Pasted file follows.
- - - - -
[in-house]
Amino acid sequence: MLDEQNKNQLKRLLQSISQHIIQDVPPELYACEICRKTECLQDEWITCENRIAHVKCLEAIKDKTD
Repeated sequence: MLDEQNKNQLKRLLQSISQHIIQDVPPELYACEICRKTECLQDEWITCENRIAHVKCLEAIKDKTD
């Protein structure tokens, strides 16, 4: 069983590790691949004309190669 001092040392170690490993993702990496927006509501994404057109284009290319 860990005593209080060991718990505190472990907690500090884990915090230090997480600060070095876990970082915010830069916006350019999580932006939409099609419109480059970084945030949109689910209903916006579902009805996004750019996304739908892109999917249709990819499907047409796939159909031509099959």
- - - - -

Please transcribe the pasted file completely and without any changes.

[in-house]
Amino acid sequence: MLDEQNKNQLKRLLQSISQHIIQDVPPELYACEICRKTECLQDEWITCENRIAHVKCLEAIKDKTD
Repeated sequence: MLDEQNKNQLKRLLQSISQHIIQDVPPELYACEICRKTECLQDEWITCENRIAHVKCLEAIKDKTD
């Protein structure tokens, strides 16, 4: 069983590790691949004309190669 001092040392170690490993993702990496927006509501994404057109284009290319 860990005593209080060991718990505190472990907690500090884990915090230090997480600060070095876990970082915010830069916006350019999580932006939409099609419109480059970084945030949109689910209903916006579902009805996004750019996304739908892109999917249709990819499907047409796939159909031509099959």